Veterinary Record 173:476 doi:10.1136/vr.101936
  • Research
  • Paper

Bovine respiratory syncytial virus: infection dynamics within and between herds

Open Access
  1. M. Stokstad, DVM PhD1
  1. 1Department of Production Animal Sciences, Norwegian School of Veterinary Science, P.O. Box 8146 Dep., 0033 Oslo, Norway
  2. 2Department of Cattle Health Services, TINE Norwegian Dairies, P.O. Box 58, 1431 Ås, Norway
  3. 3Norwegian Veterinary Institute, P.O. Box 750 Sentrum, 0106 Oslo, Norway
  1. E-mail for correspondence: thea.klem{at}


The infection dynamics of bovine respiratory syncytial virus (BRSV) were studied in randomly selected Norwegian dairy herds. A total of 134 herds were tested twice, six months apart. The herds were classified as positive for BRSV if at least one animal between 150 and 365 days old tested positive for antibodies against BRSV, thereby representing herds that had most likely had the virus present during the previous year. The prevalence of positive herds at the first and second sampling was 34 per cent and at 41 per cent, respectively, but varied greatly between regions. Negative herds were found in close proximity to positive herds. Some of these herds remained negative despite several new infections nearby. Of the herds initially being negative, 42 per cent changed status to positive during the six months. This occurred at the same rate during summer as winter, but a higher rate of animals in the herds was positive if it took place during winter. Of the herds initially being positive, 33 per cent changed to negative. This indicates that an effective strategy to lower the prevalence and the impact of BRSV could be to employ close surveillance and place a high biosecurity focus on the negative herds.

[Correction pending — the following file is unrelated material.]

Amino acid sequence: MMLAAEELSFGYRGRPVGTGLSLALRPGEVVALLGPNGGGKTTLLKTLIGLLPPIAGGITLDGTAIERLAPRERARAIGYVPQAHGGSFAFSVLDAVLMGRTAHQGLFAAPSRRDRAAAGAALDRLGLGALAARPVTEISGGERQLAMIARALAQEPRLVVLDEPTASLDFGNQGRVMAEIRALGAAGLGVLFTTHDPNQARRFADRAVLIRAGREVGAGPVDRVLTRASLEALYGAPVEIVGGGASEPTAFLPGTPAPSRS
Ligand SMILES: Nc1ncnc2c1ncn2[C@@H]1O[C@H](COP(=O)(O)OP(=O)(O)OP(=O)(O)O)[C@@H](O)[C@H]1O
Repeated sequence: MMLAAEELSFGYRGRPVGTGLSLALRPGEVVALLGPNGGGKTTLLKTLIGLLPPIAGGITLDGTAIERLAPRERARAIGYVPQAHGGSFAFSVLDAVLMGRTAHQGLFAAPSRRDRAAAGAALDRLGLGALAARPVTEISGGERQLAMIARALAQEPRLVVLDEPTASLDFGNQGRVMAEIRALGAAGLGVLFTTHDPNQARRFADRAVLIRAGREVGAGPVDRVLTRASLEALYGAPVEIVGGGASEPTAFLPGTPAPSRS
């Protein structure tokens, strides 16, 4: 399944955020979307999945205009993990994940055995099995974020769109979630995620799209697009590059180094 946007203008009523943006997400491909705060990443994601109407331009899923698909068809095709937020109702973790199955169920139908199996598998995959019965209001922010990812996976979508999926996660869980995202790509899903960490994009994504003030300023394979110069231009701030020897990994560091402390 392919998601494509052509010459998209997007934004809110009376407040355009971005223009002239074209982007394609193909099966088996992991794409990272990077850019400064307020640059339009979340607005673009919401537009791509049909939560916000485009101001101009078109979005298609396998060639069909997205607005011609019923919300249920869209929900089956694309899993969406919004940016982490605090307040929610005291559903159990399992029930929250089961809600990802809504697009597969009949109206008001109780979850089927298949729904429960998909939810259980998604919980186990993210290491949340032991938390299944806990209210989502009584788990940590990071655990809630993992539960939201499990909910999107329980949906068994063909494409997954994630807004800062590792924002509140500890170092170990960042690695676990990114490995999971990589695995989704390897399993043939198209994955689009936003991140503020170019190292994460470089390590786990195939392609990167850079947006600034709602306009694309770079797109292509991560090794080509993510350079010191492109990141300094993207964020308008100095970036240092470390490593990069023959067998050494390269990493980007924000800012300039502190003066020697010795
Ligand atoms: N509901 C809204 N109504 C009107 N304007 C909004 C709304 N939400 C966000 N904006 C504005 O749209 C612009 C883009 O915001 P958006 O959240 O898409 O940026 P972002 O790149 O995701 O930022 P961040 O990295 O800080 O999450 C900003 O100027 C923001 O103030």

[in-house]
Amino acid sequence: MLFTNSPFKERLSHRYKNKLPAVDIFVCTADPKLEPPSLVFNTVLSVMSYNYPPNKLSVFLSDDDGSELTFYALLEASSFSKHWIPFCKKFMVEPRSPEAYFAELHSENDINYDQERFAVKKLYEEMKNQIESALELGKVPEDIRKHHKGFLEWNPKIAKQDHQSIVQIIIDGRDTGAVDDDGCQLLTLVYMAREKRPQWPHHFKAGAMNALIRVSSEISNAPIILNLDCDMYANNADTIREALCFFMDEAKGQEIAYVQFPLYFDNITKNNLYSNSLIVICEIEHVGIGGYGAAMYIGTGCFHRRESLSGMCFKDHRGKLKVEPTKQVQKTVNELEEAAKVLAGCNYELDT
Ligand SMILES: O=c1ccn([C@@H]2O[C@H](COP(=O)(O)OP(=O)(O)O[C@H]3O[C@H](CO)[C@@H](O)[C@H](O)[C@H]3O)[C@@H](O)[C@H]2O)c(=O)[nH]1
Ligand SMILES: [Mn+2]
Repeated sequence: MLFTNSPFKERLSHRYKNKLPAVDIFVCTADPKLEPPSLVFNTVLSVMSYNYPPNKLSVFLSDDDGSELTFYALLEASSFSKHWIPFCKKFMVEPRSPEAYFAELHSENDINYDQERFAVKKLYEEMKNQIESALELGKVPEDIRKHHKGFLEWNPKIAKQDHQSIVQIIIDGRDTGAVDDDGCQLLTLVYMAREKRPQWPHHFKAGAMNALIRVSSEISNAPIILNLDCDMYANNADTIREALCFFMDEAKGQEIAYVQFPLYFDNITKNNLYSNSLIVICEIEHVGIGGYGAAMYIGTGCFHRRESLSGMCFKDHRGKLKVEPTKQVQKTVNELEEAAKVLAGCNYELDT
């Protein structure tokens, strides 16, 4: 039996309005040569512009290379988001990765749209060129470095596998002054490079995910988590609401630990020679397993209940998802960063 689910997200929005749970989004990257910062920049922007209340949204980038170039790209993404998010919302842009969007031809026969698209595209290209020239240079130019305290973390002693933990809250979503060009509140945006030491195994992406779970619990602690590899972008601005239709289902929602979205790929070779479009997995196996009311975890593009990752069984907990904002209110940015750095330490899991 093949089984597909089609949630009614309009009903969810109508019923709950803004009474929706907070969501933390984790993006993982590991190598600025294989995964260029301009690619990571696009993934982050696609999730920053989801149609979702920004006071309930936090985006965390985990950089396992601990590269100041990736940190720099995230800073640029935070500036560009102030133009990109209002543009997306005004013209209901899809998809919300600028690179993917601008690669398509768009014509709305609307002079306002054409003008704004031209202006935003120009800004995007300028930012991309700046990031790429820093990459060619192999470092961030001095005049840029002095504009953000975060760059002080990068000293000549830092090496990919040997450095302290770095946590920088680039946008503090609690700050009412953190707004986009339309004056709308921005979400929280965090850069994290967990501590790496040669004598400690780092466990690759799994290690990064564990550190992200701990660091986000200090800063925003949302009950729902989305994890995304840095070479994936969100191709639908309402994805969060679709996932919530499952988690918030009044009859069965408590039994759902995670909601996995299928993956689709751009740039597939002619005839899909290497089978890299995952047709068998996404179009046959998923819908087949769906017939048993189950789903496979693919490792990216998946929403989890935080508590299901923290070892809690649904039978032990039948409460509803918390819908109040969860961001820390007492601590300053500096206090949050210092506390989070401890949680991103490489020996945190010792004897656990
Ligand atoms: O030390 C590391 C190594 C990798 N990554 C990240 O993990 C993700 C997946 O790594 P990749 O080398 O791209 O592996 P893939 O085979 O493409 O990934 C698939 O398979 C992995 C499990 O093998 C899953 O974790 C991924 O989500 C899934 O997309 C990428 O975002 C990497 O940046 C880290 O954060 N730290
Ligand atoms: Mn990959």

• Accepted October 1, 2013.
  • Published Online First 23 October 2013

This is an Open Access article distributed in accordance with the Creative Commons Attribution Non Commercial (CC BY-NC 3.0) license, which permits others to distribute, remix, adapt, build upon this work non-commercially, and license their derivative works on different terms, provided the original work is properly cited and the use is non-commercial. See:

Open Access

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